Midwest Apartment Demand Isn’t Dropping Anytime Soon, Says JVM Realty CEO

by Kristin Harlow

Apartment rents in Detroit are now the fastest rising in the United States among the nation’s largest cities, growing at an annual rate of 5.3 percent as of May 2018, according to Yardi Matrix and RENTCafé. Across the Midwest, the apartment market remains very strong with high demand and therefore increasing rents.

Jay Madary, president and CEO of Oak Brook, Ill.-based JVM Realty, spoke with REBusinessOnline to discuss the state of the market, including the pace of investment sales. JVM owns and operates Class A and B apartment communities in Midwest markets such as Cleveland, Indianapolis, Kansas City and suburban Chicago.

Jay Madary, JVM Realty

REBusinessOnline: How would you assess the overall state of the apartment market in the Midwest?

Jay Madary: I think it’s really strong. In general, supply and demand remain balanced. We’ve certainly seen a surge of new construction in most Midwestern markets, and those new units coming online have cooled rent growth a bit. Whereas we were seeing growth of 5 to 6 percent a couple of years ago, now 2 to 4 percent is more typical.

But the robust job growth in the region and the historically low unemployment rates have kept demand high, and those new units are largely being absorbed. We certainly don’t see demand dropping anytime soon.

REBO: Are there any particular challenges that the Midwest apartment market will face in the coming months and years?

Madary: The challenges in the Midwest are typical to the ones you’ll find in other areas of the country.

We are in an environment of rising interest rates, and that can be both good and bad for the industry. Rising rates mean the cost of debt for acquisitions and development is going up. But it also means the cost of homeownership is going up, and that’s going to put more people into the renter pool and increase demand for apartments.

Like I mentioned earlier, we continue to see new properties coming online, and the industry always has to be on guard for supply and demand getting out of balance. But I think owners, developers and lenders have learned some lessons from overbuilding in past cycles.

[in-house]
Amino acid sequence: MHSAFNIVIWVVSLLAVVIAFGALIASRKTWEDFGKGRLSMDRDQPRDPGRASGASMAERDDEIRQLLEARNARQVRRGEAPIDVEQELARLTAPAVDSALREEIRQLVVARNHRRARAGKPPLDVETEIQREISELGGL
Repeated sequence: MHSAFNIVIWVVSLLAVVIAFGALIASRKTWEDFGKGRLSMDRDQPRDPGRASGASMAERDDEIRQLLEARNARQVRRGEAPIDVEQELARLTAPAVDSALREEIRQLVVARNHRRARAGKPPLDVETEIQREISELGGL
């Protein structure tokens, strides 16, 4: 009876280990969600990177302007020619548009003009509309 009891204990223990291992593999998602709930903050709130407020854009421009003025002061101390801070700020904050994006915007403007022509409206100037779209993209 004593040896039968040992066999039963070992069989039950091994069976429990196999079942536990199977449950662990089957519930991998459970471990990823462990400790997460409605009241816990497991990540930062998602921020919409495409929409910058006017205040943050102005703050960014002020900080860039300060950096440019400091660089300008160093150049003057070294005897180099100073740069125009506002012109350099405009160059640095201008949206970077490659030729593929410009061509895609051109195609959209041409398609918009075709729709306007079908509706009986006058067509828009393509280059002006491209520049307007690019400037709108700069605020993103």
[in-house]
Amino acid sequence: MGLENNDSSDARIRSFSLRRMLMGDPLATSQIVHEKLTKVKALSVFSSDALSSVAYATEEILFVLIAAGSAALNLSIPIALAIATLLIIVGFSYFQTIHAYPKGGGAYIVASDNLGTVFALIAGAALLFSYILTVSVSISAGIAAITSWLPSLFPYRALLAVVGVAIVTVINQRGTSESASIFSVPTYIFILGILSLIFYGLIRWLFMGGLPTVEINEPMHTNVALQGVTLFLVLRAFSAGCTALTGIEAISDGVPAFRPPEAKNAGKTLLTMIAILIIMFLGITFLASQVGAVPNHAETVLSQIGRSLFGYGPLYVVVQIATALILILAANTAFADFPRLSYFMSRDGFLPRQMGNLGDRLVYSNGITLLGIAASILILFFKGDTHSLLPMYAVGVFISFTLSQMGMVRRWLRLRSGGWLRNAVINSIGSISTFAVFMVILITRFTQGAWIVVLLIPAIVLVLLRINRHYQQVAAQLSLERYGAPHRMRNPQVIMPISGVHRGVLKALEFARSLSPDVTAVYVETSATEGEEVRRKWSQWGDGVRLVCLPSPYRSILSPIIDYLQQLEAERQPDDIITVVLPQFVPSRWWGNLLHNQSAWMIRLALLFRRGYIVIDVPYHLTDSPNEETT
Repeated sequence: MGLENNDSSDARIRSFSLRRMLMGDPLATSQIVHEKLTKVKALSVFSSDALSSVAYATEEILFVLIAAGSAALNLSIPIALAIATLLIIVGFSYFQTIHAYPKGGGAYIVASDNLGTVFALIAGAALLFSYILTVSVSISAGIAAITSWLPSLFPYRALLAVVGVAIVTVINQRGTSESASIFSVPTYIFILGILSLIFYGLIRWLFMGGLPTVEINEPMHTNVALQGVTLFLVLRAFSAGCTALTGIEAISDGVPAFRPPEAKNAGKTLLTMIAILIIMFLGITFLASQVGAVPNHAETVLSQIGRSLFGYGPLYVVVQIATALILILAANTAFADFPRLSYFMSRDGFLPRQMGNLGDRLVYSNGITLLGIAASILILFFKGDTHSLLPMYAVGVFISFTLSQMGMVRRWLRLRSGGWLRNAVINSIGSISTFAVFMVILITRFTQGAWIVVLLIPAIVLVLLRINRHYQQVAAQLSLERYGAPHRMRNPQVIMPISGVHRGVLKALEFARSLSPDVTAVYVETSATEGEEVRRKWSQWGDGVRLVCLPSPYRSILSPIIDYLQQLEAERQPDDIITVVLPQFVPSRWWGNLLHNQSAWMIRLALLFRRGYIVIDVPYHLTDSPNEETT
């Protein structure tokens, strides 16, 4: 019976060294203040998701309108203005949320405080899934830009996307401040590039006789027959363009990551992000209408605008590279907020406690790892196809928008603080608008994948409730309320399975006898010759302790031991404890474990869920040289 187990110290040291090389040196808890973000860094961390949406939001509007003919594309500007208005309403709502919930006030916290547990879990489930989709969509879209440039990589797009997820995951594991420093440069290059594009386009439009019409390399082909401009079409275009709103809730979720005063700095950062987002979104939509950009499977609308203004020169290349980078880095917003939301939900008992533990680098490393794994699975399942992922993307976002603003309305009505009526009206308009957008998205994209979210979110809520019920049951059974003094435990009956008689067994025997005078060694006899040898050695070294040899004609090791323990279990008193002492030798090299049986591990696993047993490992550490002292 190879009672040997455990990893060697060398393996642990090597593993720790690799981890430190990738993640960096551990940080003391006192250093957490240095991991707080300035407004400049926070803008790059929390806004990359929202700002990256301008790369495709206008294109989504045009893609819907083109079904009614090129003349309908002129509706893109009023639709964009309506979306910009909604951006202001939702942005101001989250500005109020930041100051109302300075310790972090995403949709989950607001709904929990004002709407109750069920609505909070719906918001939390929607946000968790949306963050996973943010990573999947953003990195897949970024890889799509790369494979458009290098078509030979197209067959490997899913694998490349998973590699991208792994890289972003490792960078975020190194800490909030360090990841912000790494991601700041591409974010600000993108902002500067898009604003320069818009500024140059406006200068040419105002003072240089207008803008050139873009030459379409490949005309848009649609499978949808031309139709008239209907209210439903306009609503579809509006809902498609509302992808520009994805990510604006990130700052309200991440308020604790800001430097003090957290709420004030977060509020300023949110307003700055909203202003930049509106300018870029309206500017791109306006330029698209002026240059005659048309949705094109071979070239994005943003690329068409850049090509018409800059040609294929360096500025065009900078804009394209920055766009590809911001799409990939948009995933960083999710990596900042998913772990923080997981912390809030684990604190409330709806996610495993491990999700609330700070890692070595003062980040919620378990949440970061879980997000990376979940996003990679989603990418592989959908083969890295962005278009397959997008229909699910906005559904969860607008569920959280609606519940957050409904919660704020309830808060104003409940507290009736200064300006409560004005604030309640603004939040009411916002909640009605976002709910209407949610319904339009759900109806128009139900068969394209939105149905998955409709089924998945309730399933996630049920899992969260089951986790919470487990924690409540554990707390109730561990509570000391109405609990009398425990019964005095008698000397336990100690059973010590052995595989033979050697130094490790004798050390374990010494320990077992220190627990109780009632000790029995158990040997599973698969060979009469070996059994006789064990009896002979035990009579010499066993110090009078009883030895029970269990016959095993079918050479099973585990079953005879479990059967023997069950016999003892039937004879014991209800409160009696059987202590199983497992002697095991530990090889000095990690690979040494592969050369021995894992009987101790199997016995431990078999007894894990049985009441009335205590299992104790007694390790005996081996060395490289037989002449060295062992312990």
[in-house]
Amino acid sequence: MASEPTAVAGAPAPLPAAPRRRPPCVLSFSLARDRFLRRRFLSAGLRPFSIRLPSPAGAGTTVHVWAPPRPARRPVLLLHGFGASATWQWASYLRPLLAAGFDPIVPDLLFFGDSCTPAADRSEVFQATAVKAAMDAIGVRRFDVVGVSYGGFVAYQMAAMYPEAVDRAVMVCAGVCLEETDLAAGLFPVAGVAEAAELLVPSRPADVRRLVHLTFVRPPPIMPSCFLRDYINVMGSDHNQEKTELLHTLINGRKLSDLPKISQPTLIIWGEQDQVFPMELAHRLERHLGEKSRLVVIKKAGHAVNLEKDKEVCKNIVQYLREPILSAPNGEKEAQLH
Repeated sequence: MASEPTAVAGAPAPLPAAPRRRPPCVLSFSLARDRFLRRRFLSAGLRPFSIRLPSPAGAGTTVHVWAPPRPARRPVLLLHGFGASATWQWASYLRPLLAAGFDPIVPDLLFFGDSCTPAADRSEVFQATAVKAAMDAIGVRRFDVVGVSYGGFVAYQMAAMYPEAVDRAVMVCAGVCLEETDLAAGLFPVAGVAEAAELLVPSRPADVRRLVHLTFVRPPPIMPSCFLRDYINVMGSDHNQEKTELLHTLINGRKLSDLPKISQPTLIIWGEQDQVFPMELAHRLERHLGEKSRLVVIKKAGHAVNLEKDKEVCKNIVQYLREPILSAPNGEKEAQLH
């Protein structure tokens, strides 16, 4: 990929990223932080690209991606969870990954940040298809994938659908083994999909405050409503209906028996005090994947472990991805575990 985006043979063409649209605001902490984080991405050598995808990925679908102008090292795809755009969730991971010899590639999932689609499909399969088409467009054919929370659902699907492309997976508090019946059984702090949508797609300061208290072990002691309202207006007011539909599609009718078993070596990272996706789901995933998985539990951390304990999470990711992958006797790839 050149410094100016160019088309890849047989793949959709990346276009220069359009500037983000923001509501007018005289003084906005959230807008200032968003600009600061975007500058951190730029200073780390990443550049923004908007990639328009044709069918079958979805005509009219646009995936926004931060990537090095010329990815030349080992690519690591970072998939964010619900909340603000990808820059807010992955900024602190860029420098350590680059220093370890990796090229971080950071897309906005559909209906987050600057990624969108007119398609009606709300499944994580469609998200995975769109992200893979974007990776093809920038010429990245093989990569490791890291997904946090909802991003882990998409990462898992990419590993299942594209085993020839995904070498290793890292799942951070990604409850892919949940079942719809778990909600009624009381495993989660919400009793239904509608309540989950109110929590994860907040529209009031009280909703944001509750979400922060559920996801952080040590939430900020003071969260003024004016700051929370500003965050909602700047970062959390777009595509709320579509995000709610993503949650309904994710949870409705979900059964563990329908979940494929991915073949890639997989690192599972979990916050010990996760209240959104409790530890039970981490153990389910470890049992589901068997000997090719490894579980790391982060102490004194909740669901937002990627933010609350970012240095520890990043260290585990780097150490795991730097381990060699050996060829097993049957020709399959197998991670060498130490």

Furthermore, job growth is keeping absorption of new units high, and we also believe new construction will trail off as interest rates rise and increasing development costs make new projects cost-prohibitive.

REBO: How would you describe the pace of apartment investment sales in the region? What types of investors are most interested in Midwest multifamily properties, and how do the cap rates compare to other regions?

Madary: We continue to see investment sales take place at the same pace of the last couple of years. Investor interest in apartment communities in the Midwest definitely remains high. Of course, cap rates can vary quite a bit depending on the condition and location of the property. But generally speaking, a Class A suburban property in the Midwest might fetch a 5 to 5.5 percent cap rate, which is about 50 to 100 basis points higher than you’ll see in markets like San Francisco or Miami.

As for the types of investors interested in the area, we’re seeing a wide range that runs from institutional investors to private equity firms and high-net-worth individuals. We have yet to see the international equity that has been active in the coastal, gateway cities.

REBO: What trends are you seeing when it comes to amenities? What features are most in-demand by today’s renters?

Madary: Quality onsite fitness centers are extremely important. In the Class A space, you really need a facility that compares to what you would find in a commercial gym like LA Fitness or some similar chain. Long gone are the days when residents will be OK with a room that has just a treadmill and a bench press.

Pets continue to be a huge priority for residents. So if your community doesn’t have fenced-in dog parks, pet washing stations and those kinds of amenities, it’s going to be at a real competitive disadvantage.

Also, apartment communities need some type of package management/storage system that gives residents 24-hour access to their packages. The system needs to be able to accommodate not only UPS or FedEx deliveries, but also dry cleaning or groceries that might be delivered from a local store.

REBO: Looking ahead to the rest of 2018, what’s are JVM’s goals and plans?

Madary: We are aggressively exploring acquisition opportunities in the Midwest. Since our founding in 1975, JVM has focused on the acquisition of apartment communities in secondary and tertiary Midwestern markets. That won’t be changing.

We are targeting the acquisition of $200 million in Class A properties in our existing Midwestern markets this year. But we won’t meet that number just for the sake of meeting that number. We’ll adhere to our conservative investment underwriting, and we’ll never pursue something that’s out of our comfort zone just because we’re worried about not meeting that goal.

— Kristin Hiller

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